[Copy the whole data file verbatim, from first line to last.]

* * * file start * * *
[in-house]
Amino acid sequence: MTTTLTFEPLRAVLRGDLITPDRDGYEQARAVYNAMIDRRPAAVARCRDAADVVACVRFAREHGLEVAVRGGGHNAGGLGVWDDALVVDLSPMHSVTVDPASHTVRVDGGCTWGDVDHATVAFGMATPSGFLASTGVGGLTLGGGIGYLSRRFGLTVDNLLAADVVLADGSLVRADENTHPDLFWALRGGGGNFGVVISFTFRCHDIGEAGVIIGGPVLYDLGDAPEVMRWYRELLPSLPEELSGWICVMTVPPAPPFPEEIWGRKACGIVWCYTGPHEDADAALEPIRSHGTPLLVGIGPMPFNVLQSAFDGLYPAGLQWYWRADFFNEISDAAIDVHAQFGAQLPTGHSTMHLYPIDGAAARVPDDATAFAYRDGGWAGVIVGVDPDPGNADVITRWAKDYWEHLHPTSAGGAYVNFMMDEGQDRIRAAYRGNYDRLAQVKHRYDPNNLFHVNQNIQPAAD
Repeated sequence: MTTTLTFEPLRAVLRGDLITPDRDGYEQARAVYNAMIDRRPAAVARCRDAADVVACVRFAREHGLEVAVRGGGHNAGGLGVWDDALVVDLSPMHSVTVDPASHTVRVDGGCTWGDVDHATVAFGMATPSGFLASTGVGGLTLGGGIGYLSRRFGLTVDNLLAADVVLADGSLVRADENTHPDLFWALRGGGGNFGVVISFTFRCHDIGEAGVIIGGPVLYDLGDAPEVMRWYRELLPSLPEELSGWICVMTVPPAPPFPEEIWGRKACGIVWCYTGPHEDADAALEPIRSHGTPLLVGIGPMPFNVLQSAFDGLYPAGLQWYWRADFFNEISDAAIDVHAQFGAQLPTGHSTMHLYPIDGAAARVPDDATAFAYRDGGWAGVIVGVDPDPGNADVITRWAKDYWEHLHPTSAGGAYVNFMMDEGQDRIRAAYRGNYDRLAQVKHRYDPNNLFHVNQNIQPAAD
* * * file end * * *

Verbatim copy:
[in-house]
Amino acid sequence: MTTTLTFEPLRAVLRGDLITPDRDGYEQARAVYNAMIDRRPAAVARCRDAADVVACVRFAREHGLEVAVRGGGHNAGGLGVWDDALVVDLSPMHSVTVDPASHTVRVDGGCTWGDVDHATVAFGMATPSGFLASTGVGGLTLGGGIGYLSRRFGLTVDNLLAADVVLADGSLVRADENTHPDLFWALRGGGGNFGVVISFTFRCHDIGEAGVIIGGPVLYDLGDAPEVMRWYRELLPSLPEELSGWICVMTVPPAPPFPEEIWGRKACGIVWCYTGPHEDADAALEPIRSHGTPLLVGIGPMPFNVLQSAFDGLYPAGLQWYWRADFFNEISDAAIDVHAQFGAQLPTGHSTMHLYPIDGAAARVPDDATAFAYRDGGWAGVIVGVDPDPGNADVITRWAKDYWEHLHPTSAGGAYVNFMMDEGQDRIRAAYRGNYDRLAQVKHRYDPNNLFHVNQNIQPAAD
Repeated sequence: MTTTLTFEPLRAVLRGDLITPDRDGYEQARAVYNAMIDRRPAAVARCRDAADVVACVRFAREHGLEVAVRGGGHNAGGLGVWDDALVVDLSPMHSVTVDPASHTVRVDGGCTWGDVDHATVAFGMATPSGFLASTGVGGLTLGGGIGYLSRRFGLTVDNLLAADVVLADGSLVRADENTHPDLFWALRGGGGNFGVVISFTFRCHDIGEAGVIIGGPVLYDLGDAPEVMRWYRELLPSLPEELSGWICVMTVPPAPPFPEEIWGRKACGIVWCYTGPHEDADAALEPIRSHGTPLLVGIGPMPFNVLQSAFDGLYPAGLQWYWRADFFNEISDAAIDVHAQFGAQLPTGHSTMHLYPIDGAAARVPDDATAFAYRDGGWAGVIVGVDPDPGNADVITRWAKDYWEHLHPTSAGGAYVNFMMDEGQDRIRAAYRGNYDRLAQVKHRYDPNNLFHVNQNIQPAAD